UK-based firm X2 Computing has unveiled its iTablet device, designed to compete directly with Apple’s much-heralded iPad tablet
In the wake the much-hyped unveiling of Apple’s iPad tablet device, a British company called X2 Computing has launched its own iTablet range of portable computers running Windows 7, Windows XP Tablet or open sourced Linux-based operating systems.
The touchscreen devices are slim and light – just like the iPad – and the user interface is designed to seem intuitive to mobile phone users. The company claims that the high resolution screen (1024 x 768) provides an excellent e-reader experience, as well as high definition multimedia playback.
Running on Intel’s Atom processors up to 1.6GHz, the iTablet is able to run multiple applications simultaneously – a feature which gives it an edge over Apple’s iPad. The range includes some versions with a built-in 1.3 mega-pixel USB camera – which the iPad also lacks – although it has been discovered that future versions of Apple’s device could contain a built-in camera.
The iTablet range offers memory storage capacity of up to 250GB and, with up to three in-built USB 2.0 ports, users are also able to connect peripheral devices including external hard drives. This allows users to store pictures, films, music and applications on the device, with audio playback available through the built-in stereo speakers or headset.
“iTablet will empower users with unlimited technology and advanced multimedia access across multiple platforms without being restricted to exclusive content providers,” said Jonathan Wharrad, R&D Director of X2 Computing (in the obviously Photoshopped image, left). “This new breed of Windows-based computer takes design, functionality and solution fit to new and higher levels.”
The iTablet is also equipped with Bluetooth as well as built-in 802.11b/g Wi-Fi and optional 3G. Flash animations can be played to maximise the web browsing experience and enable access to websites using a choice of browser software.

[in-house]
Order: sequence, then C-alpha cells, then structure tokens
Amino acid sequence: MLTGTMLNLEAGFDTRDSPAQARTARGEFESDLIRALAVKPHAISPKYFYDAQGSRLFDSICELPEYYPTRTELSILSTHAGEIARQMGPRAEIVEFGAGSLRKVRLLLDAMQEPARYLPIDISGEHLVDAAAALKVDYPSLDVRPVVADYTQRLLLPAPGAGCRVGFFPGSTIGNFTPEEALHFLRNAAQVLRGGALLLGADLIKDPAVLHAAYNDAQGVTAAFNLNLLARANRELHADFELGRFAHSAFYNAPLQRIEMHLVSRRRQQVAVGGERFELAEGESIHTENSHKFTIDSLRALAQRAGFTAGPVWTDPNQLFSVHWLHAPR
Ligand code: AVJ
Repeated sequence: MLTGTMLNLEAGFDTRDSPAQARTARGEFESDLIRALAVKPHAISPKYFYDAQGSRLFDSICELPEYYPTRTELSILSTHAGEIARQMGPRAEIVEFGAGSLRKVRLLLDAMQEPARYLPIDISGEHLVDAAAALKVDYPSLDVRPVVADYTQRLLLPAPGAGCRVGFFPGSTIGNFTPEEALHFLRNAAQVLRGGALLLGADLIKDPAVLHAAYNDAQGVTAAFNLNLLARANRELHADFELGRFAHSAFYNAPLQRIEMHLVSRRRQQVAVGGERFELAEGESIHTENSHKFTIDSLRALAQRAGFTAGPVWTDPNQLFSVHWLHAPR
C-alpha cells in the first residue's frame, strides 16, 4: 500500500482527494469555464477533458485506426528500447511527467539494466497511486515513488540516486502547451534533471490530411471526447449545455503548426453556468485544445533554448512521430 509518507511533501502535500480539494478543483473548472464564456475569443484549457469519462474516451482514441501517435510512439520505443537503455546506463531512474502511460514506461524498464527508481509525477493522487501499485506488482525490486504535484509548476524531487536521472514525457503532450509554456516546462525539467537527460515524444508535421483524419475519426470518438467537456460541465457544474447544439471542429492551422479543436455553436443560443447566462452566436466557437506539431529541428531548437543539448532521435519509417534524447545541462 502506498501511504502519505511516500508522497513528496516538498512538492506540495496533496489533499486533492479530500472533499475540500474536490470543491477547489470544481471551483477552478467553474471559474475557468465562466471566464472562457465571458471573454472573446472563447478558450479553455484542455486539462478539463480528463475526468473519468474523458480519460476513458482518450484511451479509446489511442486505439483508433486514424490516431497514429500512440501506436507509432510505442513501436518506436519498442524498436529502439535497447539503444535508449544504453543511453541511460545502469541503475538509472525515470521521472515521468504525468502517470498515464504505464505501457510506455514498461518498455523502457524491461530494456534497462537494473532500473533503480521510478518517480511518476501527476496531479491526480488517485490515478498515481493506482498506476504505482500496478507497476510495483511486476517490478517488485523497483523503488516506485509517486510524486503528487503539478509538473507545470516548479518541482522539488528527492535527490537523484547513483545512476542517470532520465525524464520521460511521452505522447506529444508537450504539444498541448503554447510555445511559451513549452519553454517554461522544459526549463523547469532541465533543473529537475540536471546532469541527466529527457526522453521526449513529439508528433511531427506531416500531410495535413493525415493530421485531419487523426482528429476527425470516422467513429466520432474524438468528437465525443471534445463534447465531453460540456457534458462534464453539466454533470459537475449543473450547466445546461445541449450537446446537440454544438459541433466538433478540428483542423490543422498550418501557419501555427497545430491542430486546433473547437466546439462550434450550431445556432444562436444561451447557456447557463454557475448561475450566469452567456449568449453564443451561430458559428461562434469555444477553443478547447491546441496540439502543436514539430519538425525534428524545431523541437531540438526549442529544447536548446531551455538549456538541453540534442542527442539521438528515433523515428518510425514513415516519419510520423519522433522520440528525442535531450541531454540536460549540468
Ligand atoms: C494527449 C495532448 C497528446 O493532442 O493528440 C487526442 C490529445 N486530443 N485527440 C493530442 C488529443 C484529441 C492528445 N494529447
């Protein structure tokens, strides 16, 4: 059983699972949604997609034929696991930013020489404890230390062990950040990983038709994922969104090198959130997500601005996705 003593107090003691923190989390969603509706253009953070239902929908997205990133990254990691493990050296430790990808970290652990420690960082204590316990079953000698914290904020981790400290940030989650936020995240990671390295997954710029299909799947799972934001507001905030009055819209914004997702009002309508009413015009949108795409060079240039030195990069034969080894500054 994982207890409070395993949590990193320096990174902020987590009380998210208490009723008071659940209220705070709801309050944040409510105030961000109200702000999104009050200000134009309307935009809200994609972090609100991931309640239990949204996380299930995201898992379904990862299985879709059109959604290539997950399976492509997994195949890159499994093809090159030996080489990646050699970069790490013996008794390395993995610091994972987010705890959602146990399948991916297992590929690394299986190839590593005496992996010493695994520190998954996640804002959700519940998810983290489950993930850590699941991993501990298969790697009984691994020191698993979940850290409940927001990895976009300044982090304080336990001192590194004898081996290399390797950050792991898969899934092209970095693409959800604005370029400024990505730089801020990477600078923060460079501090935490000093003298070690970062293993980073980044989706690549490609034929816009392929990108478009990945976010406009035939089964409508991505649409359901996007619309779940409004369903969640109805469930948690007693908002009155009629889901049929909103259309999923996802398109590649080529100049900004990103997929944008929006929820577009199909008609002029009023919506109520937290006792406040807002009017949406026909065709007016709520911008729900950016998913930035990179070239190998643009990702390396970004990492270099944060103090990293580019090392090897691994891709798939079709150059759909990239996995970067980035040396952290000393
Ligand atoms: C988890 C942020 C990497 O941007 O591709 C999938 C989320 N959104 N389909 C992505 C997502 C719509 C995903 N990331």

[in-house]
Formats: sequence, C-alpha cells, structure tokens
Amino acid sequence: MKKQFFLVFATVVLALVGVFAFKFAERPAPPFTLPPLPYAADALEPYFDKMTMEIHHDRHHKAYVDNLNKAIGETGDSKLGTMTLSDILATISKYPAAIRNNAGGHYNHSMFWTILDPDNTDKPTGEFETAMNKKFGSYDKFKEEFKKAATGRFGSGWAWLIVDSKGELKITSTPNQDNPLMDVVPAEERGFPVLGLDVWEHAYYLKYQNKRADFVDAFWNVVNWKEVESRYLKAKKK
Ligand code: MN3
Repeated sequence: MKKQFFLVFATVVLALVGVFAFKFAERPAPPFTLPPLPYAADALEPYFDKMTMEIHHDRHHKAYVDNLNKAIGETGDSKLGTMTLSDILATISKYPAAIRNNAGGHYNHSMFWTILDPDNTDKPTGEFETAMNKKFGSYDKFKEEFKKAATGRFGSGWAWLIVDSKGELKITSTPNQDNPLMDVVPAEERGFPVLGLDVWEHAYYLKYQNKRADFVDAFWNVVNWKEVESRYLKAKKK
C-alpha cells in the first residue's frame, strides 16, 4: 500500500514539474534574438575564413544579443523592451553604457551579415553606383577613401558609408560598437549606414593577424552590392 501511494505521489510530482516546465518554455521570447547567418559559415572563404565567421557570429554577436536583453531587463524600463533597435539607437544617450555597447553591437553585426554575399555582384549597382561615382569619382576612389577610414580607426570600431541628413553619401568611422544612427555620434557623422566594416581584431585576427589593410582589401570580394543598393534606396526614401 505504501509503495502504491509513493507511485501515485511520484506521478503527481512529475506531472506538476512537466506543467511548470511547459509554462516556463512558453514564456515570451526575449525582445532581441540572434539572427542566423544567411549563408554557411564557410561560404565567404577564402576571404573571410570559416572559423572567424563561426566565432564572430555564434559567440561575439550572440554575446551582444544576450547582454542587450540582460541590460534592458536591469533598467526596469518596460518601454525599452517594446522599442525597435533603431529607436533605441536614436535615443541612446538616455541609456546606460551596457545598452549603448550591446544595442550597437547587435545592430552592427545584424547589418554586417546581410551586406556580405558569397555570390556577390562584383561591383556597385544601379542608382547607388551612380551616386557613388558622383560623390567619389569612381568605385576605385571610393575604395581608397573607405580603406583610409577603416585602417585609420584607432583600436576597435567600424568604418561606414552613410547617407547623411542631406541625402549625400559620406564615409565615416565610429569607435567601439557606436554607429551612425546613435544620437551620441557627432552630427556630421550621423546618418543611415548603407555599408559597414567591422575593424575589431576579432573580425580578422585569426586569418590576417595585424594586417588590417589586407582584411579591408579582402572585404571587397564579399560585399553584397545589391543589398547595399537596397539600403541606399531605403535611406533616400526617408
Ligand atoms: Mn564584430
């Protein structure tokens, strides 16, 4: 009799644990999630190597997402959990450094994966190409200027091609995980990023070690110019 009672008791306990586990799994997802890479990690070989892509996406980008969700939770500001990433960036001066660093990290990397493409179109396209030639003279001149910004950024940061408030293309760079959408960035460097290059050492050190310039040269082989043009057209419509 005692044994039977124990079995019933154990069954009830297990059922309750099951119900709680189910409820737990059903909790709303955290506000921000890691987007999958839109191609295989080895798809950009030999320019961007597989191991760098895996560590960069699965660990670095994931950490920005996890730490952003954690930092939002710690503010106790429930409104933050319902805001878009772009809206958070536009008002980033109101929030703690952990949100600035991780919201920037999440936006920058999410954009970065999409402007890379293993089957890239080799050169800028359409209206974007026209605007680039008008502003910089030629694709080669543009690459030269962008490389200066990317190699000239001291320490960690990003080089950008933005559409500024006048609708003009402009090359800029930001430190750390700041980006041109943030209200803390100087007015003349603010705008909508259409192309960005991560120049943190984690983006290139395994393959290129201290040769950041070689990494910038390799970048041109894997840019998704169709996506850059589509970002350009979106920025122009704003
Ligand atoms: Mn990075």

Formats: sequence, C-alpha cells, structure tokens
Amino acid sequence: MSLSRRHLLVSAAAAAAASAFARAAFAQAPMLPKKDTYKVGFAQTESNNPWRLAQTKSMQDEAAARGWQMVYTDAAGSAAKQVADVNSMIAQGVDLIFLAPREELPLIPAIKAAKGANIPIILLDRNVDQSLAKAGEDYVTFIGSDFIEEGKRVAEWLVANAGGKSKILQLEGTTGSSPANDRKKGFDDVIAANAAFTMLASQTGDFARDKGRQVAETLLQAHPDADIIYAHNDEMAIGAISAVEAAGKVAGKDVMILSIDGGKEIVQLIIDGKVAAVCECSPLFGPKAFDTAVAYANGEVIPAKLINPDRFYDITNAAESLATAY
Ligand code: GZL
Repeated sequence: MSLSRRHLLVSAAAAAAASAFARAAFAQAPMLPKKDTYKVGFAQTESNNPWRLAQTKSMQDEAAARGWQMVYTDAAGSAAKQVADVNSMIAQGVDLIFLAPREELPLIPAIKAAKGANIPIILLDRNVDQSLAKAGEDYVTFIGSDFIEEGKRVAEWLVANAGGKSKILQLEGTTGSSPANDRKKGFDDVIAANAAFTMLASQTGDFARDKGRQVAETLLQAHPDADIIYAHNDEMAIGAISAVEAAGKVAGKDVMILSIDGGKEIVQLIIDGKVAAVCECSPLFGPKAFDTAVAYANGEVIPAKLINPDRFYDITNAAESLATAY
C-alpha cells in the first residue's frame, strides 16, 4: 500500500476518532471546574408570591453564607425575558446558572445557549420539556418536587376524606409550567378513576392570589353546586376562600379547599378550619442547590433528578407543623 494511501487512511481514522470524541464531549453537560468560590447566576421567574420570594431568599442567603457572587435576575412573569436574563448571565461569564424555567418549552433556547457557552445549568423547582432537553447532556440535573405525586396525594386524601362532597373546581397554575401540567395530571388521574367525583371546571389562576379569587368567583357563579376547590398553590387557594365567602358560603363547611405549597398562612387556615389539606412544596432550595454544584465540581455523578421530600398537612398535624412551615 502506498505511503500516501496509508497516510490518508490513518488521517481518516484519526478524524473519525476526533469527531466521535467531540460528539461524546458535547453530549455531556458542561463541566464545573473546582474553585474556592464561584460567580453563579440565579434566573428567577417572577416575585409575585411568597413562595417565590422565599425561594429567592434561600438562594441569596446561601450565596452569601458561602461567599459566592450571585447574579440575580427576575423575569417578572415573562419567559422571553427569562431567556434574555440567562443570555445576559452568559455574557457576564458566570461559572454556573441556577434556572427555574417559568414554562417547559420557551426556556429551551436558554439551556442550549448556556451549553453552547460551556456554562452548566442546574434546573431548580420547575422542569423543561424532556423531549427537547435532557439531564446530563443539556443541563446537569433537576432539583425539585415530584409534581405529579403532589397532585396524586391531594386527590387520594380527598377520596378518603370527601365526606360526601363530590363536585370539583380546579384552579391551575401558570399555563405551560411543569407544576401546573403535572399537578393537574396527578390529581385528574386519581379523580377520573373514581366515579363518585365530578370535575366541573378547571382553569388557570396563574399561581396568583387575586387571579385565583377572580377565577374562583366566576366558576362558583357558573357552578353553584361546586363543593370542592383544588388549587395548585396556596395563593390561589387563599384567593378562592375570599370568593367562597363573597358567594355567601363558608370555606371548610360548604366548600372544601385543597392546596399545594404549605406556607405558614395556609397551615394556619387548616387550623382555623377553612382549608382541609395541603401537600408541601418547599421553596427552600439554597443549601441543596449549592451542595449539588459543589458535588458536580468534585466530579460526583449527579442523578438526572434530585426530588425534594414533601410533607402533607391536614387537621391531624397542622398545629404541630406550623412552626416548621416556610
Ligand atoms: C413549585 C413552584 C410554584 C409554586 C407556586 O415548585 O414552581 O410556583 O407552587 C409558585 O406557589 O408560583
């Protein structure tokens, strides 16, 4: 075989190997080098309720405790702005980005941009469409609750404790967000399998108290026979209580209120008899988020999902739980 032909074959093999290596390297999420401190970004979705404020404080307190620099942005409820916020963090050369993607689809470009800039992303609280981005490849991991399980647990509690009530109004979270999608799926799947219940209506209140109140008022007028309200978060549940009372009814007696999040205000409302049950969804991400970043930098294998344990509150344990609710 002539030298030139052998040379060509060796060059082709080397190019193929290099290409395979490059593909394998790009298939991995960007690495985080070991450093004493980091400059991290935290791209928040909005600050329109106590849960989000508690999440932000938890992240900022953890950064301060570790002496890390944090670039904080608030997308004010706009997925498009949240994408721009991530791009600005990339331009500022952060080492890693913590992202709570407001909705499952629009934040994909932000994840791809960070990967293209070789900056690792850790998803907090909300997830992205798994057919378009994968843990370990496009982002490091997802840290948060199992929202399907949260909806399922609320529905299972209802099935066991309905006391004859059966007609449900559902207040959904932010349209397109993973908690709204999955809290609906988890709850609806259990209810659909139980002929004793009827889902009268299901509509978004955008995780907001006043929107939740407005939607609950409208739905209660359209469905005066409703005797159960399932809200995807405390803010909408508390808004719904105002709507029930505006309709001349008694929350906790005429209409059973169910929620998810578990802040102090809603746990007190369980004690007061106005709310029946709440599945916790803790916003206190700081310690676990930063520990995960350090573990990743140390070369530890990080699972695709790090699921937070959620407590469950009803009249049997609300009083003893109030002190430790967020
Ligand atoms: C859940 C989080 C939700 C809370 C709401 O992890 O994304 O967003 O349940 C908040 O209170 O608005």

“The iTablet is extremely powerful with a vast array of features and data storage capacity and, what is more, it uses the well received Microsoft Windows 7 operating system making it a more compelling proposition for users wishing to share data with their existing Windows-based systems and networks,” said Robin Daunter, Technical Director of X2 Computing. “iTablets can be used in a wider range of business and home environments and will deliver a lower cost of ownership over the operational life of the equipment.”
Latest reports suggest that the iTablet have a removable battery with at least three hours of battery life. Other features will include a 10/100 Ethernet interface and a video output, allowing high quality playback of HD video through larger TV screens or computer monitors. All of X2’s tablet products are found to be manufactured by Taiwanese company AMtek.
The iTablet is due to start shipping in either 10.2”or 12.1” widescreen, from April 2010. Pricing details have not yet been announced.
Last week reports also emerged of a Google tablet, based on the Chrome operating system, giving rise to the speculation that this new device could rival the Apple iPad. A tablet has been expected from Google for some time, following its success in producing the Nexus One phone, and rumours have suggested it would be made by Taiwanese company HTC, which also makes the Nexus One.